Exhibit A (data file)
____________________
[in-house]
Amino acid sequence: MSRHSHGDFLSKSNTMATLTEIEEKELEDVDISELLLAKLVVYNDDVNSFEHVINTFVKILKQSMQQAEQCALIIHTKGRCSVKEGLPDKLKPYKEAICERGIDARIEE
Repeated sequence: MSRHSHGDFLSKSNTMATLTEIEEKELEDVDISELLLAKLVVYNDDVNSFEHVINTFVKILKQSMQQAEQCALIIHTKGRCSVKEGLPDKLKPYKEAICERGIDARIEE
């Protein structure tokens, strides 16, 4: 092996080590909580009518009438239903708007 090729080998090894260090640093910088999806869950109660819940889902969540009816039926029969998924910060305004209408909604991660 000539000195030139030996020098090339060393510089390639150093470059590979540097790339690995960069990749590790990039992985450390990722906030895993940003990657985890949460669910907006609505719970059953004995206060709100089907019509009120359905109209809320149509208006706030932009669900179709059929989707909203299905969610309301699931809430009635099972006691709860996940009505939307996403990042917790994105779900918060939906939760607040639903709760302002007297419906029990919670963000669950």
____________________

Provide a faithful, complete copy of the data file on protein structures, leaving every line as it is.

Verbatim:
[in-house]
Amino acid sequence: MSRHSHGDFLSKSNTMATLTEIEEKELEDVDISELLLAKLVVYNDDVNSFEHVINTFVKILKQSMQQAEQCALIIHTKGRCSVKEGLPDKLKPYKEAICERGIDARIEE
Repeated sequence: MSRHSHGDFLSKSNTMATLTEIEEKELEDVDISELLLAKLVVYNDDVNSFEHVINTFVKILKQSMQQAEQCALIIHTKGRCSVKEGLPDKLKPYKEAICERGIDARIEE
């Protein structure tokens, strides 16, 4: 092996080590909580009518009438239903708007 090729080998090894260090640093910088999806869950109660819940889902969540009816039926029969998924910060305004209408909604991660 000539000195030139030996020098090339060393510089390639150093470059590979540097790339690995960069990749590790990039992985450390990722906030895993940003990657985890949460669910907006609505719970059953004995206060709100089907019509009120359905109209809320149509208006706030932009669900179709059929989707909203299905969610309301699931809430009635099972006691709860996940009505939307996403990042917790994105779900918060939906939760607040639903709760302002007297419906029990919670963000669950």